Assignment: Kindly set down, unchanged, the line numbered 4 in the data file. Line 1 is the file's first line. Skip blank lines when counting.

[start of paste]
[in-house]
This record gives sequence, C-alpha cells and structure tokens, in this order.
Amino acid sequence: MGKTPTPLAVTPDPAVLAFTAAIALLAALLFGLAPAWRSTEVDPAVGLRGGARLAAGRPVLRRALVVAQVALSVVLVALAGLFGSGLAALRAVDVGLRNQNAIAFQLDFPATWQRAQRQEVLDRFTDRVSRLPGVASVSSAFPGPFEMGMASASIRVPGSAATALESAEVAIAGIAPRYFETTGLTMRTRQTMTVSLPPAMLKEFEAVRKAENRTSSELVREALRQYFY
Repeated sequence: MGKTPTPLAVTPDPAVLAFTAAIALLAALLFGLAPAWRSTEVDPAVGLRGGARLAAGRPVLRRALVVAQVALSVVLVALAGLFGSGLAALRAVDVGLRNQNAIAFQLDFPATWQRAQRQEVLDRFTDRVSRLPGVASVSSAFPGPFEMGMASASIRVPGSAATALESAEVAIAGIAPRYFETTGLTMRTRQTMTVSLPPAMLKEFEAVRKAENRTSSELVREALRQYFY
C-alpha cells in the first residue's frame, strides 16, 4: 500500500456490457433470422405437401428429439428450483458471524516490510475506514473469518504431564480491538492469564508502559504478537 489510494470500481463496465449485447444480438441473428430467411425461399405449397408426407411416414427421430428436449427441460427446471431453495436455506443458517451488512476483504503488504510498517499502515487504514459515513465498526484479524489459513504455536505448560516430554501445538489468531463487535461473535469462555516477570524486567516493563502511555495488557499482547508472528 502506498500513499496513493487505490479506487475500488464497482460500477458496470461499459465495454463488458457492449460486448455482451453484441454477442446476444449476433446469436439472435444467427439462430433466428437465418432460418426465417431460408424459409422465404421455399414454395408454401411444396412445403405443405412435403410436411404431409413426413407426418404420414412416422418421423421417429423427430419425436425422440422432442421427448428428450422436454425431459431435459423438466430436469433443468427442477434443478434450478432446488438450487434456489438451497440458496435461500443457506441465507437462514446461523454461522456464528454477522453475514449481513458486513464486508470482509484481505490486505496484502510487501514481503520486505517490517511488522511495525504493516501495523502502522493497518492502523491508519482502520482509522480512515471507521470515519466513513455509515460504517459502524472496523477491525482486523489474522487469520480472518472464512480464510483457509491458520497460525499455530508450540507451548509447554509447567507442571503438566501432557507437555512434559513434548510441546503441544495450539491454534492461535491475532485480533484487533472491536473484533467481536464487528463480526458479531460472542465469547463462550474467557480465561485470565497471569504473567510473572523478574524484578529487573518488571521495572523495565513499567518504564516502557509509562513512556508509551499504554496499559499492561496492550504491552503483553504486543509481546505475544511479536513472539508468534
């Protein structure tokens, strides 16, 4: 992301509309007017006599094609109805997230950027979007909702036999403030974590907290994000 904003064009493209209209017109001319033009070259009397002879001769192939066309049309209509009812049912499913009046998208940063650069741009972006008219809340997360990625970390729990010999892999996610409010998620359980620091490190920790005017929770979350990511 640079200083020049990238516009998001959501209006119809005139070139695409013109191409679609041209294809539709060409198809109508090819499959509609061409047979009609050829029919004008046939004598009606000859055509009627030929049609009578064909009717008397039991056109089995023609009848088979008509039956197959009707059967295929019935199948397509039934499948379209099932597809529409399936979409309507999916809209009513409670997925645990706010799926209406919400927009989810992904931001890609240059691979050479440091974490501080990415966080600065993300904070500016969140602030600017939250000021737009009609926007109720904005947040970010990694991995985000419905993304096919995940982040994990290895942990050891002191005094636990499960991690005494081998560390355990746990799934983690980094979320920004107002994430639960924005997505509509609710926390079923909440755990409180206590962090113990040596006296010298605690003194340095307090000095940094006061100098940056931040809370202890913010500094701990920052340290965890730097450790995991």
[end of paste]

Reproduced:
Repeated sequence: MGKTPTPLAVTPDPAVLAFTAAIALLAALLFGLAPAWRSTEVDPAVGLRGGARLAAGRPVLRRALVVAQVALSVVLVALAGLFGSGLAALRAVDVGLRNQNAIAFQLDFPATWQRAQRQEVLDRFTDRVSRLPGVASVSSAFPGPFEMGMASASIRVPGSAATALESAEVAIAGIAPRYFETTGLTMRTRQTMTVSLPPAMLKEFEAVRKAENRTSSELVREALRQYFY